The University's policies on academic dishonesty are set forth in the student code of conduct here.

Optional resources


Note: The blue squares in the "#" column below indicate Tuesdays.
UDCapture link (the lecture from 2/9 is missing because UDCapture didn't know we had moved to Penny)

# Date Topic Details Readings Links/Lab
1 Feb. 7 Welcome Course details; IDE overview; Hello, Java ZJ 1.2-1.3, 1.5, 1.10, 16.1 slides
2 Feb. 9 Basic variables, input/output Basic input, output; Scanner and Math class, expressions, formatting for printing; naming, formatting, commenting styles ZJ 1.4, 1.11, 2.2-2.7, 4.1, 4.2, 16.3 slides
3 Feb. 14 Variables, expressions, branching Data types, constants, type conversions; if/else, switch, comparisons ZJ 2.6, 4.3-4.5, 4.7-4.8, 5-5.6, 5.11-5.13 Lab #1: Math, formatting, branching (Feb. 13)


4 Feb. 16 Loops while, for (single and nested); break, continue; randomness ZJ 6-6.6, 6.8-6.9, 4.9 slides
5 Feb. 21

Register/add deadline Feb. 20

Basic graphics Graphics class: shapes, color, text; programming tips and API lookup Making windows in Swing, Java 2D API Lab #2: Basic graphics (Feb. 20)


6 Feb. 23 Objects/methods/classes Class concepts, reference variables, constructors, overloading, overriding; intro to access ZJ 3-3.5, 9.2-9.4, 10.3 slides
7 Feb. 28 Objects/methods/classes More about public/private, accessors/mutators, static, primitive wrapper classes; this; pass-by-value vs. pass-by-reference ZJ 2.10, 3.7, 9.5-9.6, 9.11 Lab #3: Objects (Feb. 27)
8 Mar. 2 Objects/methods/classes Inheritance (derived classes, polymorphism), abstract classes ZJ 10.1-10.5, 11.1-11.2, 11.4, 11.6 slides
9 Mar. 7 Arrays and interfaces Interfaces; single-, multi-dimensional arrays; ArrayList (collections); Comparable vs. Comparator; enhanced for ZJ 7-7.9, 9.7, 9.8, 9.11, 11.5, Object ordering Lab #4: Arrays (Mar. 6)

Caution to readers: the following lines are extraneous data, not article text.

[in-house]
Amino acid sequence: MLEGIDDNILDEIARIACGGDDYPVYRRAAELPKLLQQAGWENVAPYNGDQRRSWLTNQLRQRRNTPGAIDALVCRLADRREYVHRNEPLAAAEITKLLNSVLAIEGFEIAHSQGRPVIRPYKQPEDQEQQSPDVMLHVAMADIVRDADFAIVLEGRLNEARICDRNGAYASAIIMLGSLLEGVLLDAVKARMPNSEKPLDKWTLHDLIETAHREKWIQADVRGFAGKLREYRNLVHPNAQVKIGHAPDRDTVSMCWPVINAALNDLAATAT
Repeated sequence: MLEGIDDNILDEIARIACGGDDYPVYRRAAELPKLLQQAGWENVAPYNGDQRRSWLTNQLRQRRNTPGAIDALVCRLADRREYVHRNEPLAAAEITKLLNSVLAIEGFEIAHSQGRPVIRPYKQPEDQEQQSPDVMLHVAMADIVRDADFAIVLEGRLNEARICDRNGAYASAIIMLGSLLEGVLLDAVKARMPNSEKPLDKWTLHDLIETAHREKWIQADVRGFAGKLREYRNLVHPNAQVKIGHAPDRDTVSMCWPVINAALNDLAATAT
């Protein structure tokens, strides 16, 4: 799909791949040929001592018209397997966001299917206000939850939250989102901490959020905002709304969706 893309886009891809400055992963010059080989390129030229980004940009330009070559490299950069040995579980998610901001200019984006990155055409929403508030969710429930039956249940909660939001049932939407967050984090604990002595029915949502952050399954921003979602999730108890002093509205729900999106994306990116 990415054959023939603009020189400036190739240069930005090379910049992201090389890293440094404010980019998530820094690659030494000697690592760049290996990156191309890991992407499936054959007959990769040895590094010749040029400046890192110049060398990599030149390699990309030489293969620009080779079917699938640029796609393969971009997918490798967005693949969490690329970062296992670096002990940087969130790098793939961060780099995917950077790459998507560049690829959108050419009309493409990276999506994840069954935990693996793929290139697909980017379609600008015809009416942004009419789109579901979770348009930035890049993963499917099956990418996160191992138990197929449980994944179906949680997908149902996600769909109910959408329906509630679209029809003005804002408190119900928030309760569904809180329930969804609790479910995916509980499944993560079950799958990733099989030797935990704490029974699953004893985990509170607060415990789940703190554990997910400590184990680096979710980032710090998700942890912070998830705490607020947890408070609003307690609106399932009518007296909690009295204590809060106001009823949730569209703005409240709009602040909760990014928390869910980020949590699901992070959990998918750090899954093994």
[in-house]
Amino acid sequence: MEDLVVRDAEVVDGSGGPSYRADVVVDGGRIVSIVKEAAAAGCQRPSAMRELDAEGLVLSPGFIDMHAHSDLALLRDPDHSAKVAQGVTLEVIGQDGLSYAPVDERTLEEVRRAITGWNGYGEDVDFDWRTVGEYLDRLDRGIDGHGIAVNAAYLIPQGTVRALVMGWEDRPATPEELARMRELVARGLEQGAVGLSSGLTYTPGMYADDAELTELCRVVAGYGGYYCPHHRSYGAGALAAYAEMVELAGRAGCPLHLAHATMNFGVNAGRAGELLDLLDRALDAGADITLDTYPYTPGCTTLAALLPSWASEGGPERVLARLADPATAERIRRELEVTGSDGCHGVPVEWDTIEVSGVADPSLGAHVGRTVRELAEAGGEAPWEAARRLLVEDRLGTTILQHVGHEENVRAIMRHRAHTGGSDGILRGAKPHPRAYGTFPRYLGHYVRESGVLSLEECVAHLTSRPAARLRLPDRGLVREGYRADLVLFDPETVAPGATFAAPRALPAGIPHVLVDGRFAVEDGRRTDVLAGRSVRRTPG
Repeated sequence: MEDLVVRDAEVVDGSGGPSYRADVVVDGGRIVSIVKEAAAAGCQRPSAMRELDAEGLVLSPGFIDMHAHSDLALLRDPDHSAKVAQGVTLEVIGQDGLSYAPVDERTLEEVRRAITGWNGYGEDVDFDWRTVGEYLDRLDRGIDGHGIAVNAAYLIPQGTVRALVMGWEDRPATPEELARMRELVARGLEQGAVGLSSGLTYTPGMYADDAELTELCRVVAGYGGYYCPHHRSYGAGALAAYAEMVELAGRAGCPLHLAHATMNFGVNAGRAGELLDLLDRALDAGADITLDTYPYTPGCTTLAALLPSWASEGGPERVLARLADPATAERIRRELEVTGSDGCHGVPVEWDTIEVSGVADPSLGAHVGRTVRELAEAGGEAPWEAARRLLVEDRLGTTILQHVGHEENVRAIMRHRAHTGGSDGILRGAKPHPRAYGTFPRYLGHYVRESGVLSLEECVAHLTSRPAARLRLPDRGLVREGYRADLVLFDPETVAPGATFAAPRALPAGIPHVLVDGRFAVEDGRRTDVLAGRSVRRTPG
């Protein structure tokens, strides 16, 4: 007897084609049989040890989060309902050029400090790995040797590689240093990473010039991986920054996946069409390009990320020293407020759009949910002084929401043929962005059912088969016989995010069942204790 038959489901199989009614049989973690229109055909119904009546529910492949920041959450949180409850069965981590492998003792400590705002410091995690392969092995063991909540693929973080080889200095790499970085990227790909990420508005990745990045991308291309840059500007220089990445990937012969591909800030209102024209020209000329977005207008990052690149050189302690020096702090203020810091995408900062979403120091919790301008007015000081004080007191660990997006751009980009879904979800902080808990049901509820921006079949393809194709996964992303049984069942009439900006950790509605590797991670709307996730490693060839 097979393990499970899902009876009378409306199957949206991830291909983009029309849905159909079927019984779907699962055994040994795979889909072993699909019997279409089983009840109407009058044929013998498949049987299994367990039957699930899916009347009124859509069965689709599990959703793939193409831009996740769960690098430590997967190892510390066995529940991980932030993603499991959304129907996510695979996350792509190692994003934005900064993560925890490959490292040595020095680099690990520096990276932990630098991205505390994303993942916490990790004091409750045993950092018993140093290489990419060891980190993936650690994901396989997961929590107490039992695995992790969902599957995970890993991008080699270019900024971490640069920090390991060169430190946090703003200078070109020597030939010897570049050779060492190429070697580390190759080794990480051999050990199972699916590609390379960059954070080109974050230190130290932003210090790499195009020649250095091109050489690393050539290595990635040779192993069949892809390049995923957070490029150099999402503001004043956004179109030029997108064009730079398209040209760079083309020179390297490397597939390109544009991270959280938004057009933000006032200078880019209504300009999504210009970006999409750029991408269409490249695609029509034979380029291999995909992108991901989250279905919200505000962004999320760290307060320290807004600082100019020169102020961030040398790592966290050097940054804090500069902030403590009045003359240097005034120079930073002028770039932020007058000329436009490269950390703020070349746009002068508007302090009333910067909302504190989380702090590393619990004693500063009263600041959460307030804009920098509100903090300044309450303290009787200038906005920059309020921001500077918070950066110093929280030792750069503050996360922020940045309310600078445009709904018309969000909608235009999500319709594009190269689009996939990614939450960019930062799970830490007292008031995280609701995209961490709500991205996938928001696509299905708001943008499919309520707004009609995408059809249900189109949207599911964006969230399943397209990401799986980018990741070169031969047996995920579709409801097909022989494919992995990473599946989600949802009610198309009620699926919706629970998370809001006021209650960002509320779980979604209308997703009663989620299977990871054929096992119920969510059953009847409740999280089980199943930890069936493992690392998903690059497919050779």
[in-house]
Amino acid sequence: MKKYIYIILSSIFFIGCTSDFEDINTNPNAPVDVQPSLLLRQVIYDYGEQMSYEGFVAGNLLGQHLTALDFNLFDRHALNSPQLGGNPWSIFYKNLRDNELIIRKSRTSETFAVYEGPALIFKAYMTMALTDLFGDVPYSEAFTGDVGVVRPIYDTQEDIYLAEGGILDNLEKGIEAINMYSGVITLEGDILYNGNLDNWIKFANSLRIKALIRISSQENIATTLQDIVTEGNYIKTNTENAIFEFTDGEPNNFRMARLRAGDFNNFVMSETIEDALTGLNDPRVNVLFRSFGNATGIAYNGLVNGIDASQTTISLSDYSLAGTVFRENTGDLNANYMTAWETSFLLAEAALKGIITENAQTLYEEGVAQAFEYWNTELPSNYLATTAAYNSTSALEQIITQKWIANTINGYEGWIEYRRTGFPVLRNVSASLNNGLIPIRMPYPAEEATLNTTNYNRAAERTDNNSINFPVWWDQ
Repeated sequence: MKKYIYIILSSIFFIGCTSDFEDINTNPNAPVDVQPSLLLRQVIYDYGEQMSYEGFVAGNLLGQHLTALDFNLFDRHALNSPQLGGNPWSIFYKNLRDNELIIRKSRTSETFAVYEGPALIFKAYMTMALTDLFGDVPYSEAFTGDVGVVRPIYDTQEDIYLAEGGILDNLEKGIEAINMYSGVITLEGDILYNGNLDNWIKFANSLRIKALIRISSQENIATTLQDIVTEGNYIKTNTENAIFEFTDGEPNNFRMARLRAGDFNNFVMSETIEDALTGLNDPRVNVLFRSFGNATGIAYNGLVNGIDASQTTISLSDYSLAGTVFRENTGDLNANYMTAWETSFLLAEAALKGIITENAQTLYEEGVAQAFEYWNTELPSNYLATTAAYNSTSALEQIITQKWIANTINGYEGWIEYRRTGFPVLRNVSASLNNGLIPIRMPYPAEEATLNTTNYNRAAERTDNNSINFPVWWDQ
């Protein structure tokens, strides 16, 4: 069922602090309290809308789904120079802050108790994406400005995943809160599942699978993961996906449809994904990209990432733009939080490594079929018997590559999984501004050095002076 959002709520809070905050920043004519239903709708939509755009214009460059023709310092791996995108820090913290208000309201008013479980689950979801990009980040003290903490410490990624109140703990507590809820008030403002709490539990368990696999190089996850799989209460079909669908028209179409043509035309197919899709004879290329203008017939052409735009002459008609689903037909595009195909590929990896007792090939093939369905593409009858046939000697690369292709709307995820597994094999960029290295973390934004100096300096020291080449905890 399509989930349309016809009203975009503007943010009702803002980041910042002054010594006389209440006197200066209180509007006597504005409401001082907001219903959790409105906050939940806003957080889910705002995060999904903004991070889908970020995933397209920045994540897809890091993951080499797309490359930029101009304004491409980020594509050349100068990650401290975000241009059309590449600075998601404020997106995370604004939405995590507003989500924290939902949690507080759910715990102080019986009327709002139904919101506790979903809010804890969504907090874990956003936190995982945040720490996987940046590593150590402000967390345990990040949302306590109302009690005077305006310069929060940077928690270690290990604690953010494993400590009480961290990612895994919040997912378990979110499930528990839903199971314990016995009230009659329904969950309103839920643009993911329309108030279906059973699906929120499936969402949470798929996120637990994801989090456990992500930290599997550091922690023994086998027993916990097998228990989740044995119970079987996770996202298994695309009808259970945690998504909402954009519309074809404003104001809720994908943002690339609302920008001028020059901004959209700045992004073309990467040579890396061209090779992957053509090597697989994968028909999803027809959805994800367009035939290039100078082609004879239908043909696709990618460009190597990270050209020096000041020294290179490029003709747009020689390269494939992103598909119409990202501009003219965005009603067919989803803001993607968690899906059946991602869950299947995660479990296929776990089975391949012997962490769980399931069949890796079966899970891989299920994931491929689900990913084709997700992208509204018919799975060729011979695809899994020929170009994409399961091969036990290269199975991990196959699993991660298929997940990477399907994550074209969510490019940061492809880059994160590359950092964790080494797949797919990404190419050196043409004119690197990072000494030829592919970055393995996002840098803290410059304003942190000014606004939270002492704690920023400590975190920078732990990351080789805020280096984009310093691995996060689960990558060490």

10 Mar. 9 Strings & streams Basic string operations; stream types, URLs ZJ 5.7-5.10, 16.4, URL tutorial slides
Mar. 14 NO CLASS
Campus closed due to storm

Lab #5: Files (Mar. 13)

11 Mar. 16 Strings & streams Reading, writing text files; String.split(); regular expressions; using ArrayList and enum for cards ZJ 16.5, Regex documentation slides
12 Mar. 21 Midterm review slides

Partial sample midterm

13 Mar. 23 MIDTERM
Mar. 28 NO CLASS
Spring break
Mar. 30 NO CLASS
Spring break
14 Apr. 4 Go over midterm; testing, error-handling Exceptions ZJ 17-17.3, Exceptions

Lab #6: Testing and exceptions (Apr. 3)

15 Apr. 6 Testing, error-handling Assertions, unit testing ZJ 3.6, 8.2 slides
16 Apr. 11
Withdraw deadline Apr. 10
Generics, collections Generic methods, classes; Collection vs. Collections; Set and Map classes Collection interface Lab #7: Testing and collections (Apr. 10)
17 Apr. 13 Coding challenge Challenge problems
Apr. 18 NO CLASS
Instructor away
Lab #8: Maps (Apr. 17)
Apr. 20 NO CLASS
Instructor away
18 Apr. 25 Android SDK; "Hello, world" app; running Creating an Android project, Running your app

Lab #9: Hello, Android (Apr. 24)

19 Apr. 27 Android Layout, UI elements, event handling, multiple activities Building a simple UI, multiple activities slides
20 May 2 Android More multiple activities, basic graphics, canvas and drawables, project explanation Lab #10: Android activities (May 1)
MyViewZoo, SimpleDraw
21 May 4 Android More basic graphics, touch, animation, sound slides

SimpleAnimate, SimpleMultimedia

22 May 9 Android Sensors, cameras, faces Intents and Intent Filters

Project milestone #1 due May 10
NO LAB on May 8

23 May 11 Project help (in class)
24 May 16 Final review Project milestone #2 due
NO LAB on May 15
2015 final exam
May 23, 10:30 am--12:30 pm FINAL EXAM